Don't get too caught up in the departures of Tim Hiller and Brandon West from Western. This offense will be better in 2010. Much of my optimism is due to young quarterback Alex Carder, who not only has talent but an experienced group of receivers at his disposal. Nunez caught 32 balls for 430 yards and six scores in 2009, and he'll team with Jordan White to provide two excellent options out wide. I especially like Nunez because of his six scores despite sitting out the second half of the season with an ankle injury.
Ahmad Paige, Louisiana Tech:
Tennessee transfer couldn't be stepping into a better spot. Not only will he not be going up against SEC corners, but he'll be a prime target in the Dykes/Franklin offense. Reach for Mr. Paige.
Preston Davis, Idaho:
Davis game on strong in the season finale, catching four passes for 119 yards and a score in The Humanitarian Bowl. He'll have veteran quarterback Nathan Enderle tossing him the football. One concern, and it's a big one, is that the Vandals only return one starter on the offensive line.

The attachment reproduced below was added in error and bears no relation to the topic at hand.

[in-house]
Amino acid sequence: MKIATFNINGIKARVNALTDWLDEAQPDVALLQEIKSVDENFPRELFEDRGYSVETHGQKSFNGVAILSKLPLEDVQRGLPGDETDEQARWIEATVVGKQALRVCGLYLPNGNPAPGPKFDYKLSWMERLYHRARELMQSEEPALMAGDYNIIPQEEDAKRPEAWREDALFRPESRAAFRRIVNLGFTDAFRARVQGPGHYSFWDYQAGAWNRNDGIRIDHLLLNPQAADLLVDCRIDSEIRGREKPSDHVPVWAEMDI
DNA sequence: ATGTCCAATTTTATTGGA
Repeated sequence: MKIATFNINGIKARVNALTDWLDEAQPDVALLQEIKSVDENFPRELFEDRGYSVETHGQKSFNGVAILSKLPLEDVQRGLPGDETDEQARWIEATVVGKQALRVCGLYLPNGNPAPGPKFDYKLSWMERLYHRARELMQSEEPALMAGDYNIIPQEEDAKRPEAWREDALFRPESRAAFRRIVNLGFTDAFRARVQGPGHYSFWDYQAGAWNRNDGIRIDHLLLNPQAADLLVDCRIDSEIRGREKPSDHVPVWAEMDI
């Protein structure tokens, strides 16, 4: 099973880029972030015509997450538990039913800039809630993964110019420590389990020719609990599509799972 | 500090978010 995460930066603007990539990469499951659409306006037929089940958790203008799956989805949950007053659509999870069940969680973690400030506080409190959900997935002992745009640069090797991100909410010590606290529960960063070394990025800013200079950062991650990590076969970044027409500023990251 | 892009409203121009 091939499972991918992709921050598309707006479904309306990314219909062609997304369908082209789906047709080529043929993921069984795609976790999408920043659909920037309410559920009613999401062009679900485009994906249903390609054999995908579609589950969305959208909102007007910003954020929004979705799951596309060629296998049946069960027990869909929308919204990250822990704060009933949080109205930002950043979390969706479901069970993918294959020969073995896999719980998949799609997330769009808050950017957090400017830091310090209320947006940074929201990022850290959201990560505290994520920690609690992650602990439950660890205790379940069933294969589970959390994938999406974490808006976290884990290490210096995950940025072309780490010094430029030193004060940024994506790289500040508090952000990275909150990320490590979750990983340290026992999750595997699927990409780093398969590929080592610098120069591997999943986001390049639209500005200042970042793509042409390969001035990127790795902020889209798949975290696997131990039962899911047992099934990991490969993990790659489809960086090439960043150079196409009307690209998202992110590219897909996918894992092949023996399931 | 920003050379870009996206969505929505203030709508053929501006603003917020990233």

How much will Sanu run the Wildcat?
How much time Mohamed Sanu spends in the backfield taking direct snaps is directly proportional to his fantasy production. In discussing this with our resident Big East expert John Leichtman, he believes the Scarlet Knights plan to have Tom Savage run the offense as much as possible. And I tend to agree. Sanu carried the ball the ball 14.6 times per game in Rutgers' last three contests of 2009. I believe it is fool's gold to think that trend is going to continue. Still, he's a weapon, and will be used to provide a spark when needed. You could see large variances in production on a weekly basis.
Of the freshmen, it is a pair of receivers that have made the most noise so far. Notre Dame's Tai-ler Jones seems like a virtual lock to win one of the starting spots, and Kyle Prater is on pace to be a significant contributor for USC. And Toledo's James Green fits our big fish in a small pond theory, though he hasn't been on campus yet. Keep in mind receivers develop much slower than running backs, so don't expect huge production right away. If you are in a keeper league, they are good looking picks. If they turn into fantasy studs this year, that would be a bonus.
Should James Cleveland be #1?